People often ask me ‘what’s the most important piece of gear you need’, which is always a difficult question. The old answer for winter climbing would be the ice axe, as with it you can climb or descend safety, plus use it to make a snow hole or shelter (or fight a Nazi spy with on top of a cable car). For big mountains, a stove is a biggy as without it you cannot melt-water, so having some kind of flame (even a candle) can be a lifesaver (try lighting a candle inside a bothy bag to see how much heat you can get from one small flame).
But if I was really to think of the one piece of gear I’ve taken for granted but that when I’ve not had it I knew I was pretty fucked is the humble headtorch. I think the first time I really understood that without a light, even in pretty benign situations, you’re screwed, was doing a one day ascent of El Cap with Calum Muskett in 2014. We’d started about 4 am, and I’d burned through one set of batteries that were not so new as I’d thought, then found the second set even less new. By the time we hit the descent (I think it took us about 14 hours), and darkness was coming on, my torch was about as bright as a birthday candle. Calum being Calum he’d rushed ahead, leaving my stumbling around on the trail, really considering the reality that I was going to get benighted on the bloody way down, a way I’d done about fifty times.
I often say that the most important thing to avoid if you don’t want to die or have an accident climbing is the ‘Oh Fuck’ moment. Well, there’s another kind of ‘Oh fuck’ that can appear that is just as deadly but less expected. Finding yourself without a headtorch at night is one, as is having no compass or map when the clag comes in or realising you cannot move from where you are and have no more clothes to put on or protection from the weather. One of the scariest such experiences is when you realise the effect of extreme cold on your extremities, that when you’re close to hypothermia you cannot untie knows or operate krabs.
And so I always make sure when I go out on the hill I always have a headtorch that works and one set of batteries (there are quite a few interesting military spec waterproof containers for spare batteries), and if it’s going to be a matter of life or death then always carry at least one fully functioning spare and also consider a micro backup (Petzl e+Lite). Tiny back up lights are far less effective than full-sized ones, but are also a good back up for days on the hill when you don’t think you’ll need one - remember ‘never without light!’.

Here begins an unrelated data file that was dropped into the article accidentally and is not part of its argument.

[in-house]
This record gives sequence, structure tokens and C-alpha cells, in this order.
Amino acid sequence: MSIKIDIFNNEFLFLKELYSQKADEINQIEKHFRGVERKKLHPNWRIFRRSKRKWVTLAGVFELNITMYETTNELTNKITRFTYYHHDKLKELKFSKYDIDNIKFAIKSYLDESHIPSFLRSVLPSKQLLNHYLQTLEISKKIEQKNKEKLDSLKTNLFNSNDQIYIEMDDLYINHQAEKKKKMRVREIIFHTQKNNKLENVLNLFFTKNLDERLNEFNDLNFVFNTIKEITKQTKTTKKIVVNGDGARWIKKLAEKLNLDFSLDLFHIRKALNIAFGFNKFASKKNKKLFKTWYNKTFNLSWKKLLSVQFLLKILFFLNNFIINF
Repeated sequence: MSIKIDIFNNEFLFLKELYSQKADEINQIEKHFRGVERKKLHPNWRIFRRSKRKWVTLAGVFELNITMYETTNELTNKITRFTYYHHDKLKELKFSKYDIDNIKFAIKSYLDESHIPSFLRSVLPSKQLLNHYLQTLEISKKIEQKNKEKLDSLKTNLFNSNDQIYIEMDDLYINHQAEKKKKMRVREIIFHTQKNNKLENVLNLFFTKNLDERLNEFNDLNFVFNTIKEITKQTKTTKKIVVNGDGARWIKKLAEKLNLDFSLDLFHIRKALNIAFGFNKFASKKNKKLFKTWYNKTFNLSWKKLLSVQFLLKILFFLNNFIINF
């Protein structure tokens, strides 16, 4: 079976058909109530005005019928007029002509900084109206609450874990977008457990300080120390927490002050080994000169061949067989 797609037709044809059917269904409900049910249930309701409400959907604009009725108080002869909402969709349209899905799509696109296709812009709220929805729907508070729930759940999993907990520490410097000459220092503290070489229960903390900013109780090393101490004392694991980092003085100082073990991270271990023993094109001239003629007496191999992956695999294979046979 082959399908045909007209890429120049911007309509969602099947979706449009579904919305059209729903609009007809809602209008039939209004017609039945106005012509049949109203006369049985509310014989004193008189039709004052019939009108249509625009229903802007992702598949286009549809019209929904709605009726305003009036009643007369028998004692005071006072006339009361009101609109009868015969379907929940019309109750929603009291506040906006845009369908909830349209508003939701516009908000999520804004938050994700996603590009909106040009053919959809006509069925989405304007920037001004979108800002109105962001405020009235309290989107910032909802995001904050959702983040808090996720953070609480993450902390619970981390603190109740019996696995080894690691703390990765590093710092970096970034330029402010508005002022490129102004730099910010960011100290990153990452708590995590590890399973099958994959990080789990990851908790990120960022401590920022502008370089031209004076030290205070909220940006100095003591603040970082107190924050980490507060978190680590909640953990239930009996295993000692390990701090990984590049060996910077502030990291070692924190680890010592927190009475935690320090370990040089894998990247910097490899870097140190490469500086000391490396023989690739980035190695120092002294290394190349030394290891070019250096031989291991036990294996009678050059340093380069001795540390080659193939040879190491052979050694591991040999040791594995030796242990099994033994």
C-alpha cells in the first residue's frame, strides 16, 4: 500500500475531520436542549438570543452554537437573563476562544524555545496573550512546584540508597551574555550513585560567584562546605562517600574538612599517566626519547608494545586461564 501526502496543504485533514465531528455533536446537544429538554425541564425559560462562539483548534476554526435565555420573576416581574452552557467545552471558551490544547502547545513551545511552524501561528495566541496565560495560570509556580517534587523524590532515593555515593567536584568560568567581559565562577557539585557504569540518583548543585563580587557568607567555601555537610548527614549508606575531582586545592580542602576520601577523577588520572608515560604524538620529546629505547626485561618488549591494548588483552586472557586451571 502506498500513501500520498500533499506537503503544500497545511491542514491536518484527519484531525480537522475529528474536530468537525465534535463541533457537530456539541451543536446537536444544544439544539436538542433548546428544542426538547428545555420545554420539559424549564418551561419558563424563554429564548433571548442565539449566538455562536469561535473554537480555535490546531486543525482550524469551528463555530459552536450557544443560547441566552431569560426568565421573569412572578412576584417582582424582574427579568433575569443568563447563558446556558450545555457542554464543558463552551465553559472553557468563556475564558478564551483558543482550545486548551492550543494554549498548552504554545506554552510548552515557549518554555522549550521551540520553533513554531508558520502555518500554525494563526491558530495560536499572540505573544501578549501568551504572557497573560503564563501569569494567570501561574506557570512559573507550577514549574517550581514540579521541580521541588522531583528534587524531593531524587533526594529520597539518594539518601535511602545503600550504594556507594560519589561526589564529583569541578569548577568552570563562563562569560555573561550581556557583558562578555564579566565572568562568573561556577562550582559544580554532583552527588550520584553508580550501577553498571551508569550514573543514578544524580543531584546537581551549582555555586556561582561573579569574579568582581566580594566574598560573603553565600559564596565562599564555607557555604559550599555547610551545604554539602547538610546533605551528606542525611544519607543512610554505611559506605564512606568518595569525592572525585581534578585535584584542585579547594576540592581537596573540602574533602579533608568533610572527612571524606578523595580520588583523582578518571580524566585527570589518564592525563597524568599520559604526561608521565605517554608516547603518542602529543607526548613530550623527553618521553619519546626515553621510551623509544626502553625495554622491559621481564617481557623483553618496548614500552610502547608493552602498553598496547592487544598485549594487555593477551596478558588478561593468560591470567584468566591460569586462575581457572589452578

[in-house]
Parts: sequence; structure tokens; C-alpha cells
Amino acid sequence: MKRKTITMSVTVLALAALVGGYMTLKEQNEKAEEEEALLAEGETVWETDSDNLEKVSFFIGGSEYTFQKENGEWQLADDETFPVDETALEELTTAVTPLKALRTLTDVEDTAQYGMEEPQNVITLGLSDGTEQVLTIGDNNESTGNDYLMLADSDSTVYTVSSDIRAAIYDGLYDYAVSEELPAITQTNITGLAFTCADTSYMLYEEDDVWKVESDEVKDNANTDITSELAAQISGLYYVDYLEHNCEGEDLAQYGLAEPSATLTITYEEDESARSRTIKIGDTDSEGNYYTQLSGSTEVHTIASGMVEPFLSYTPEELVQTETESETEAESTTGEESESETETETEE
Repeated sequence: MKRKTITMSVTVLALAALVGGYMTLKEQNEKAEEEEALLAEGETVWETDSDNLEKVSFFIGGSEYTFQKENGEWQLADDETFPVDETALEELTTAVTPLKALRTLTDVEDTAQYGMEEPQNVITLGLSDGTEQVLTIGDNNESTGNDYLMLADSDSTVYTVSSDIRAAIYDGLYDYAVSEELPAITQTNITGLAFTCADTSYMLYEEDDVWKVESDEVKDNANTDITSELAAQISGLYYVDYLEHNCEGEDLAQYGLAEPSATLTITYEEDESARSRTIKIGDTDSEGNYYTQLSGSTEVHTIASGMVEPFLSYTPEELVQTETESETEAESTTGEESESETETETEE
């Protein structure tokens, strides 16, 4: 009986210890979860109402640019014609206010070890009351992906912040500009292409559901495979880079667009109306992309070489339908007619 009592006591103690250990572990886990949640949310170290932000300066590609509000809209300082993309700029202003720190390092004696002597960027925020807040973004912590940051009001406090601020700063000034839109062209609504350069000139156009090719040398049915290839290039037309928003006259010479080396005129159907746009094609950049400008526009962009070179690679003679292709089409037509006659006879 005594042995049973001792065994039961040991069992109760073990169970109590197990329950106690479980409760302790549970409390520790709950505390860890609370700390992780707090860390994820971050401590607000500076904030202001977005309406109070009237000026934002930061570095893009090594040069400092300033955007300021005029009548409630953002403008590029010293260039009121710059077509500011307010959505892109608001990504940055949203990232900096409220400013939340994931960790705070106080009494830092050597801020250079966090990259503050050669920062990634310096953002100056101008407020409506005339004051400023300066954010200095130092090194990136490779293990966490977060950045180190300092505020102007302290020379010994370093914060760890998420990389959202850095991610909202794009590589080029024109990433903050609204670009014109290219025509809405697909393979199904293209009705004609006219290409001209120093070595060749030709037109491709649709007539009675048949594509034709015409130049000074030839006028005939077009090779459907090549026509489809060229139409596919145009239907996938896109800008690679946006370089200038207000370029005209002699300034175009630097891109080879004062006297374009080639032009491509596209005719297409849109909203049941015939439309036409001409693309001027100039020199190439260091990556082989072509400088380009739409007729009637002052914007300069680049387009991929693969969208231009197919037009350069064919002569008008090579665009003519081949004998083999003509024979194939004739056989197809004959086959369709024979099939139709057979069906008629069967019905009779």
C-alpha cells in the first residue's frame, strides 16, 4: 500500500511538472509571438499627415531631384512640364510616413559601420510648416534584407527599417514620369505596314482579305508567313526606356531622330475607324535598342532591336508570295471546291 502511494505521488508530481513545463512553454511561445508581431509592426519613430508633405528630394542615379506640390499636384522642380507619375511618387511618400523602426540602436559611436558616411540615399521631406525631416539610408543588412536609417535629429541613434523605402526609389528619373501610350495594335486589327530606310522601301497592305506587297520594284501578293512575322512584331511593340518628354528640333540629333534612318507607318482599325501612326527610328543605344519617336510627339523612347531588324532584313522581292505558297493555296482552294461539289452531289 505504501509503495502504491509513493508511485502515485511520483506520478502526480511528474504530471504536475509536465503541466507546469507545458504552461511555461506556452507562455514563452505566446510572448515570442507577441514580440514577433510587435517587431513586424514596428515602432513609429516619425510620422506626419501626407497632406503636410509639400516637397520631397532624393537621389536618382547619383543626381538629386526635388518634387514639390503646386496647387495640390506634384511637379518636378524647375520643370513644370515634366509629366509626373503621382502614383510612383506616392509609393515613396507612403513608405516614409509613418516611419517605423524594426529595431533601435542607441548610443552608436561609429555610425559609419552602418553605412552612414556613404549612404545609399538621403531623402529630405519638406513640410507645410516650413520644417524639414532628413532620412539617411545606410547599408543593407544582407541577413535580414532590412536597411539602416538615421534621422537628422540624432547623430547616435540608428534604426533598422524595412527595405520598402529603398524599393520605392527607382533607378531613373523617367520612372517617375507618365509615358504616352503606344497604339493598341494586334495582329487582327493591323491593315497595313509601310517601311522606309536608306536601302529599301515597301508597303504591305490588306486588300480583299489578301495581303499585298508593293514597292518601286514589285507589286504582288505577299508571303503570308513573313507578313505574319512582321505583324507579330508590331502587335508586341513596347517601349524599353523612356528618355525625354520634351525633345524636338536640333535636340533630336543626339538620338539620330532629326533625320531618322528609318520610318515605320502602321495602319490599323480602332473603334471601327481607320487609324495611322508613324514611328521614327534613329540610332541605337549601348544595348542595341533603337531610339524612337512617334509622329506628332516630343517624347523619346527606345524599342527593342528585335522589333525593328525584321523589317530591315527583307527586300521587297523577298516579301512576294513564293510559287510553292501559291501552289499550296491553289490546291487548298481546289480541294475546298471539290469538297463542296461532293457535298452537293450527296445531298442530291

On the subject of headtorches there seems to be a ton of junk lights out there, lights that appear brighter, lighter, or cheaper, but that invariably run down faster than Usain Bolt, break, or are not weatherproof. For me, the benchmark lights have always come from Petzl, as for me no one comes close to function and reliability, trumping then on one aspect yes, but never the whole package. For me the current best light in terms of size, weight and function is the Petzl Tikka-XP. For the heavy-duty user then the rechargeable Ni-MH and lithium battery is well worth buying (but I would always go for batteries for long trips).
On the subject of headtorches, two little tips that I think are worth passing on. First, for rock climbing/mountain and winter use, I have a small (micro) alpkit biner tied with a small piece of cord to the back of my torch (clip the biner to the loop around the band when I’m not using it) which I clip to the strap on my helmet so it can be lost (easy to snag a headtorch when pulling off coils or slings). This is also vital for speed climbing or night climbing (I’ve seen a lot of headtorchs fall into the darkness!).
A second tip is one for night navigation, especially for winter night nav, or nav in the heavy mist of cloud. When you have a head-torch on your head you get very poor depth perception due to there being very little shadow cast from the torch. By holding the torch in your hand you can make out the ground at your feet much better, crucial when it’s foggy or you are trying to pick up footsteps or marks in the snow (reading snow marks is vital for good navigation). Lastly holding a torch in your hand, and not on your head, is a great way to squeeze out the very last dregs of light from almost dead batteries when you’ve fucked up and are stumbling around in the dark after some twenty-one-year-old welsh pro!
A Kit Kat bar costs 60p. Were these words worth as much?
This is a reader supported site, so every micro payment (the cost of chocolate bar) helps pay for cups of tea, cake and general web pimpery. Support via Paypal, buy a book or just a coffee.
Andrew Kirkpatrick is a British mountaineer, author, motivational speaker and monologist. He is best known as a big wall climber, having scaled Yosemite's El Capitan 30+ times, including five solo ascents, and two one day ascents, as well as climbing in Patagonia, Africa, Alaska, Antarctica and the Alps.Follow @ Instagram